The NASA blog has posted a video, turning the above data-capture graph of ‘a gamma-ray burst, the most energetic explosions in the universe’ (above) into a piece of music:
What does the universe look like at high energies? Thanks to the Fermi Large Area Telescope (LAT), we can extend our sense of sight to “see” the universe in gamma rays. But humans not only have a sense of sight, we also have a sense of sound. If we could listen to the high-energy universe, what would we hear? What does the universe sound like?
… In translating the gamma-ray measurements into musical notes we assigned the photons to be “played” by different instruments (harp, cello, or piano) based on the probabilities that they came from the burst. This particular conversion is a fairly simple one; We built this on work done by other members of the LAT team (Luca Baldini and Alex Drlica-Wagner) who explored converting our data into music in different ways.
In the beginning of the song, before the burst starts, the harp plucks out a few lonely notes. After about half a minute, the piano joins in on top of the harp background, and the notes begin to pile on more and more rapidly. The cello enters the scene as the burst begins in earnest.
A few weeks back bitly posted some interesting data that hints when people use different social networks. Today’s stupid idea for not playing Minecraft all day involved creating a CSS3 time display webpage that overlays current time over the graphs published by bitly.
Tumblr is apparently the party network for evenings and weekends so cheers to you guys!
Specifically designed for decimal numbers whose boldness corresponds with it’s value, for use in data visualization:
The FatFonts technique is based on a new type of numeric typeface designed for visualization purposes that bridge the gap between numeric and visual representations. FatFonts are based on Arabic numerals but, unlike regular numeric typefaces, the amount of ink (dark pixels) used for each digit is proportional to its quantitative value. This enables accurate reading of the numerical data while preserving an overall visual context.
Fatfonts are designed so that the amount of dark pixels in a numeral character is proportional to the number it represents … This proportionality of ink is the main property of FatFonts. It allows us to create images of data where you can read the numbers, and represent tables that can be read as images.
Frame sheets of the directors films put together by Benjamin Wimmer:
With The Grandmasters finally having a release date (2012/12/18) I thought it would be nice to do a recap of Wong Kar-wai’s feature films. As IMHO his movies are primary made for being experienced rather than discussed/analysed, I thought I’d go for visual summaries:
Below, his movies compressed to single pictures (ever 60th frame was used) showing nicely the movies’ pace as well their overall colour schemes. Enjoy.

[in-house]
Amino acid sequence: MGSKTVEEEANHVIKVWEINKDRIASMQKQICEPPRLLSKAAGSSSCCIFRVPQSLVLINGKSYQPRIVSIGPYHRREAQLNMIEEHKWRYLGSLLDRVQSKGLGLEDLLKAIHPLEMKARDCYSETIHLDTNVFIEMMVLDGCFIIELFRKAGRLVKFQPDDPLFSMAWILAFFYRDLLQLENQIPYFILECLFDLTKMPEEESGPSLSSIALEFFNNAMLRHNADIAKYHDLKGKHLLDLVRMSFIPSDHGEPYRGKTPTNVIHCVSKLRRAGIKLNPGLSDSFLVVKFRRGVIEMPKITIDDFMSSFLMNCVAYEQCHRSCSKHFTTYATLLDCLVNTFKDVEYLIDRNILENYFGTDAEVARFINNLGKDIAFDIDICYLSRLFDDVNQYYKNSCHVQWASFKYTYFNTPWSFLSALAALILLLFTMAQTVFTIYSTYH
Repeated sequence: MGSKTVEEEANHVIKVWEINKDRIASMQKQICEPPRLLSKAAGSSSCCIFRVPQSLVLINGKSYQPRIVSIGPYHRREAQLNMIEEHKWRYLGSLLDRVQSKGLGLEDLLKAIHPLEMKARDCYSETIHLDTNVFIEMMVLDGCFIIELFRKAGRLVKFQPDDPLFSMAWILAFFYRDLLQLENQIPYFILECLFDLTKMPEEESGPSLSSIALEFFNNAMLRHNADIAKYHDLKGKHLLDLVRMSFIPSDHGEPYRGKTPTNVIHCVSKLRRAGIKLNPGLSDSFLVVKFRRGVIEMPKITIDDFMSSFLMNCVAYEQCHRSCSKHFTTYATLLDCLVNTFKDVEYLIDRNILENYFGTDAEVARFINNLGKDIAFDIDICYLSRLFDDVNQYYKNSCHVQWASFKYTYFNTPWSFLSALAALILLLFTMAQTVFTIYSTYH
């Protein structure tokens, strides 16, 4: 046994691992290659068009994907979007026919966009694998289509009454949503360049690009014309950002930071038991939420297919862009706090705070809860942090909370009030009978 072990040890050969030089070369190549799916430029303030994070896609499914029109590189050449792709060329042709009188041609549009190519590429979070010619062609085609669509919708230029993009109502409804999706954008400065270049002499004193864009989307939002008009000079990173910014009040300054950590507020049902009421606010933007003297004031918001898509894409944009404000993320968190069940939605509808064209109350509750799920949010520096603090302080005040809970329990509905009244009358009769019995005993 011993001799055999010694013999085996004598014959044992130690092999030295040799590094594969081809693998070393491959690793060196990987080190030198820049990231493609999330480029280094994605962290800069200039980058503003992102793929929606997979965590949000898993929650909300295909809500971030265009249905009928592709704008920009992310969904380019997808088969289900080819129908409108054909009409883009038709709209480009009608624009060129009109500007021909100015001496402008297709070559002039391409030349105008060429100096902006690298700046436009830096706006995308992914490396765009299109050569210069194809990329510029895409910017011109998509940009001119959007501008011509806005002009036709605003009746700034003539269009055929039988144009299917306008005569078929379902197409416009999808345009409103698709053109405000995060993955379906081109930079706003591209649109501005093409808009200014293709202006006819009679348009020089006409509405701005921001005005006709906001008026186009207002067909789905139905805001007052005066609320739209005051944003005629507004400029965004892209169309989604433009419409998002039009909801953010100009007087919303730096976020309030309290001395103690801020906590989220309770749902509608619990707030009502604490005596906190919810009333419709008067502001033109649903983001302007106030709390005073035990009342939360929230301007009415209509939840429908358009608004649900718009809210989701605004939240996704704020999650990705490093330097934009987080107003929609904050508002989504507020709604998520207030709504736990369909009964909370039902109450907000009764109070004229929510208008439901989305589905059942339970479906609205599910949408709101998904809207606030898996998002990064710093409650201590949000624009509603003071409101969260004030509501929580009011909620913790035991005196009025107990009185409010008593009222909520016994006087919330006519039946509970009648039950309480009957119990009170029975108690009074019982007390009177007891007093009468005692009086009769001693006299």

As Tears Go By
Days Of Being Wild
In The Mood For Love
There are more of these frame sheets, which can be found here.
UPDATE: Benjamin has upload a ZIP file containing hires versions of the collection, available here
Data visualization project exploring the body and desire:
We asked hundreds of people how much they like being caressed on various parts of their body, and how exciting it is to touch different places on their lovers. Their answers, a total of 33,871 ratings covering 707 points on male and female bodies, provide a collective portrait of desire. In Skin to Skin, compare men and women, touching and being touched. In Sorting out Desire, explore an atlas of excitement.
To produce a collective portrait of desire, we polled hundreds of people’s opinions about parts of the body. To do so, we teamed up with Dolores Labs to crowdsource the data gathering step through Amazon’s Mechanical Turk site—a marketplace where paid workers perform simple tasks. This means that we set up an open call to anyone on the Mechanical Turk site who was interested in answering questions about desire and the human body.
Everywhere I’ve Been: Data Portraits Powered by 3.5 years of data and 2.5 million GPS Points
Data visualizations by Aaron Parecki capturing years of collected GPS information:
These are images of map generated entirely from GPS logs gathered by various versions of the Geoloqi sample application for iPhone and Android for the past 3.5 years. Once gathered, the data was run through a custom script that projects the GPS logs onto a 2D image plane. There is a little bit of logic to smooth out the lines and remove some (but not all) GPS noise.
Approximately one GPS point was recorded every 2-6 seconds when I was moving, and these images represent about 2.5 million total GPS points. Collectively, they represent a data portrait of my life: everywhere I’ve been and the places I’ve been most frequently. The map is colored by year, so you can see how my footprint changes over the years, depending on where I live.
How could one show the entire history of cases while preserving the spatial and the temporal? This presentation renders the individual cases three dimensionally as spheres on the plane of the city map and animates them in time. Spheres are sized according to the amount of correspondance the case has and colored by case type. The design highlights the continuous transformation of the city, areas of intense development and the sheer workload of the planning authority.
Created with WebGL and three.js - you can try it out here [Chrome Only]
This project represents nearly 100 hours of playing two videogames as high resolution visualizations. This representation allows us to study the interplay of various elements of gameplay, and the relationship between the travel through game spaces and the passage of time in game play.
You can read more about the project and how it was put together here, plus more images on their Flickr profile here